Sunday, October 28, 2007

Quants meet Reality

The Quants on Wall Street this summer received a harsh introduction to reality and the impact of multi-sigma events in the market. Traditionally, significant dislocations that tear apart the fabric of mathematically driven funds occur about every 18 years based on historical analysis. Most quants ignore history and focus on short term back-testing studies; blindly confident in their belief that these events have been arbitraged out of the market by superior math and will never occur again. Akin to the railroad engineer holding his hands over his eyes while driving the train over the cliff.

In earlier posts, the phenomena of quants was touched on:
Will Someone tell the Financial Whiz Kids that their House is Built of Cards

A number of recent articles put the role of quantitative analysis and algorithmic trading in the limelight as the driver of recent market disruptions. The losses from in-house algorithmic trading desks have been extreme over the past couple of months as volatility spiked and pricing diverged from historic patterns. Morgan Stanley reported a $480 million loss in the third quarter from the bank's in-house equities trading desk that employed computer generated models to drive returns. Many other investment banks demonstrated similar issues while a number of hedge funds closed up shop.

Volatility puts algo trading under pressure

Nassim Nicholas Taleb discussed the impact of multi-sigma events on the market in his recent book “The Black Swan: The Impact of the Highly Improbable” “The term black swan comes from the ancient Western conception that all swans were white. In that context, a black swan was a metaphor for something that could not exist.” A Black Swan is a large-impact event that greatly deviates from the ordinary and is difficult to avoid. Taleb’s embedded thesis is that financial engineers are lulled into false complacency, not planning for the worst case and are never prepared for events that rip the fabric of their models.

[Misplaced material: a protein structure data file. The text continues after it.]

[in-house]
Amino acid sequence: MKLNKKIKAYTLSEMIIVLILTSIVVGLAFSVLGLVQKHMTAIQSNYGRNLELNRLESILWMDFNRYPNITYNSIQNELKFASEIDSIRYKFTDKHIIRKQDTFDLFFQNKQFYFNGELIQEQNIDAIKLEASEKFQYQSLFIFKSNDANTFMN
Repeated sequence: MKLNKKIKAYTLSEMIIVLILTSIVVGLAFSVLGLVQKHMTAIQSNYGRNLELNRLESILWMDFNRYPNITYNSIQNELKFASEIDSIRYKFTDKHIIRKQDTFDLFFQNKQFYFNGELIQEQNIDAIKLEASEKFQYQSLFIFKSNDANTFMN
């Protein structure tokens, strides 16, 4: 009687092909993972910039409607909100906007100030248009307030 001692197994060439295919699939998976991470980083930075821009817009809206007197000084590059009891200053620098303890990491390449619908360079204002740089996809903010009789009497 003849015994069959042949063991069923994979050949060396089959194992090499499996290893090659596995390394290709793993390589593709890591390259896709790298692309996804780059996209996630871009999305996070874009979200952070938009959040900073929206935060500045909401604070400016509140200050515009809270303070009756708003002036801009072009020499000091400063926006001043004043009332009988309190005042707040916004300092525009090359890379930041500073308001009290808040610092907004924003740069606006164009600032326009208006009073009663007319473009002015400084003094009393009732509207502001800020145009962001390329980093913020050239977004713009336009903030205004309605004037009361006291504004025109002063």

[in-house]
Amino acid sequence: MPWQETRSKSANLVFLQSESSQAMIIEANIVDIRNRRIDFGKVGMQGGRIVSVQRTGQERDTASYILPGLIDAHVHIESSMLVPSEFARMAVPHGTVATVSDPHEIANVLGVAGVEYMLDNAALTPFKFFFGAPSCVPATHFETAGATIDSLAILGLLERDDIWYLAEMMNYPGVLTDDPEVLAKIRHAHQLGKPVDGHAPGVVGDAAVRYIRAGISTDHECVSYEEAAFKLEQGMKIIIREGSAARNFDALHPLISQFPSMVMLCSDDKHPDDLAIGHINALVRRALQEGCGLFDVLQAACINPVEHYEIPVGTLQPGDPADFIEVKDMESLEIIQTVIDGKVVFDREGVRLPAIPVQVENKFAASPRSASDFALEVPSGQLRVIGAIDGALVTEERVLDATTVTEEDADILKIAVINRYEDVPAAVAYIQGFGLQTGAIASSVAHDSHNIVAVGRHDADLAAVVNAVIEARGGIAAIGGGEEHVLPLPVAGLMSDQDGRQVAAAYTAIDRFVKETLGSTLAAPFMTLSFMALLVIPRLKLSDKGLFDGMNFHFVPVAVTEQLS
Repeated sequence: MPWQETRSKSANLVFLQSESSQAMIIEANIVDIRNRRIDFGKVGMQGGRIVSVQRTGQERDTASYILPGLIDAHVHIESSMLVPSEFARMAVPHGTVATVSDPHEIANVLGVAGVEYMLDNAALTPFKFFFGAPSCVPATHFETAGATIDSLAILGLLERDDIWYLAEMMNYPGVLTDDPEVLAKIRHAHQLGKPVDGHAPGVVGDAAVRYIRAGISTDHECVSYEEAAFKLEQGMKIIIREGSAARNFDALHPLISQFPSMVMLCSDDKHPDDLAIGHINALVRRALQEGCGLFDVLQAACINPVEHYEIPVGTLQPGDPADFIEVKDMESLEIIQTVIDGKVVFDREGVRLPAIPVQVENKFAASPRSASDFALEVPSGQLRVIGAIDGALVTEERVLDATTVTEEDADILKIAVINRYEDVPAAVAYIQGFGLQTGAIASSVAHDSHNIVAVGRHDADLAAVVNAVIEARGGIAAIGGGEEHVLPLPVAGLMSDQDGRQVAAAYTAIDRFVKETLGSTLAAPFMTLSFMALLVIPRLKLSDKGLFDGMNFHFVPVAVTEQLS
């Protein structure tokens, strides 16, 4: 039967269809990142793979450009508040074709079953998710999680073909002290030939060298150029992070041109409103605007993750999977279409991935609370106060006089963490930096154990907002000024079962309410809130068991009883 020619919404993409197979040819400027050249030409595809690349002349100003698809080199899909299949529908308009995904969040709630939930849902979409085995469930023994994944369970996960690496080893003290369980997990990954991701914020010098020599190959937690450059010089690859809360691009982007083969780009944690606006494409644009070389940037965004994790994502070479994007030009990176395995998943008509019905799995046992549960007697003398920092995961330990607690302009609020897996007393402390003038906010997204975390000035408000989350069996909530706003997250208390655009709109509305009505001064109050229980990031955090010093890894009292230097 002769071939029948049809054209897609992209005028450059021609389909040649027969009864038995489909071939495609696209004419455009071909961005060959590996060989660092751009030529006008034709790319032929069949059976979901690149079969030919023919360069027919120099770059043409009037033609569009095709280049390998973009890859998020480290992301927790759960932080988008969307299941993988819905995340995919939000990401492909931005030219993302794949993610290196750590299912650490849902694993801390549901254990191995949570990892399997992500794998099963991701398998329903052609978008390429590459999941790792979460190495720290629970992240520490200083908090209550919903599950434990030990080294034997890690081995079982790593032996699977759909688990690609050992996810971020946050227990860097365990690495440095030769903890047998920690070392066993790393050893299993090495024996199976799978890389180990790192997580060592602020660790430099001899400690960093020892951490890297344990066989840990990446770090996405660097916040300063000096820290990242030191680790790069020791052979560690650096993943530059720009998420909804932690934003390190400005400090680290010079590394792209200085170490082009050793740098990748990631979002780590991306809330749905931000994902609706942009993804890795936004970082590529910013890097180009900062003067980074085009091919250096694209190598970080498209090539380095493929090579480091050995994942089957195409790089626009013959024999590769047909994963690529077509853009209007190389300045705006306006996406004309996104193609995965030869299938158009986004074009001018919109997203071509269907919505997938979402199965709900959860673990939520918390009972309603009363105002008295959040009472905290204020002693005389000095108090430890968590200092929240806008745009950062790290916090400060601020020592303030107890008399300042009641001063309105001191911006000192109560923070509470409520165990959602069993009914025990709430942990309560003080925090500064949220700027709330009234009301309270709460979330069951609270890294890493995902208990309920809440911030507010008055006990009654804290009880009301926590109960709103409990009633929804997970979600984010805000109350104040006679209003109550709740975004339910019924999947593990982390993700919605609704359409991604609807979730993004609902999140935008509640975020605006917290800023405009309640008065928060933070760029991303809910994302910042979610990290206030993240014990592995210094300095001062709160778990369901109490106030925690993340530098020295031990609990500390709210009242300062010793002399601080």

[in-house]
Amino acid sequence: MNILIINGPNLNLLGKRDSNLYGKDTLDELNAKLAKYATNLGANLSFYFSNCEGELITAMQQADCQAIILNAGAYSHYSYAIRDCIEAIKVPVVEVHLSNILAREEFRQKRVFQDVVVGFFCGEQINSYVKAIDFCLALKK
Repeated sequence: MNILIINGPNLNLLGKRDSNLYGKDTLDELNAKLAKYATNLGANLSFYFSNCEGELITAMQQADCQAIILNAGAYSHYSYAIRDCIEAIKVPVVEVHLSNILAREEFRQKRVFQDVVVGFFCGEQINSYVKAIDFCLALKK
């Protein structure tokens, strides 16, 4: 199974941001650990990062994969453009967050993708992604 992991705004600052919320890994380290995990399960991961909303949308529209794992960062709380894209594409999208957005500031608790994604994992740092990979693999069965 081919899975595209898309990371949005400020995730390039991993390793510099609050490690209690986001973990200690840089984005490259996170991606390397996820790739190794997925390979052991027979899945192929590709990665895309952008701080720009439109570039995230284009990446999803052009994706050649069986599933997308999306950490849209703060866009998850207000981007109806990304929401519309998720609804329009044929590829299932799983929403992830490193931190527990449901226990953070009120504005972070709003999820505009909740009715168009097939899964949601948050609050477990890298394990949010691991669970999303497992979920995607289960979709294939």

The MIT Technology Review recently posted a pair of excellent articles about the role of financial engineers in the implosion of the derivatives market this past August; a crisis that is still unfolding. There finally appears to be a glimmering of understanding that the structured derivative market is a house of cards that can be crumbled by multi-sigma events, and it is just a matter of time until the Black Swan visits any leveraged market sector. The brick wall of reality trumps math every time… or in just a matter of time.

The Blow-Up: Part 1
In Wall Street's summer of scary numbers, all eyes were on the mathematically trained financial engineers known as "quants."

The Blow-Up: Part 2
How the financial engineers known as "quants" contributed to Wall Street's summer of scary numbers.

Black Swan

Black swan theory

Nassim Nicholas Taleb’s book can be found at: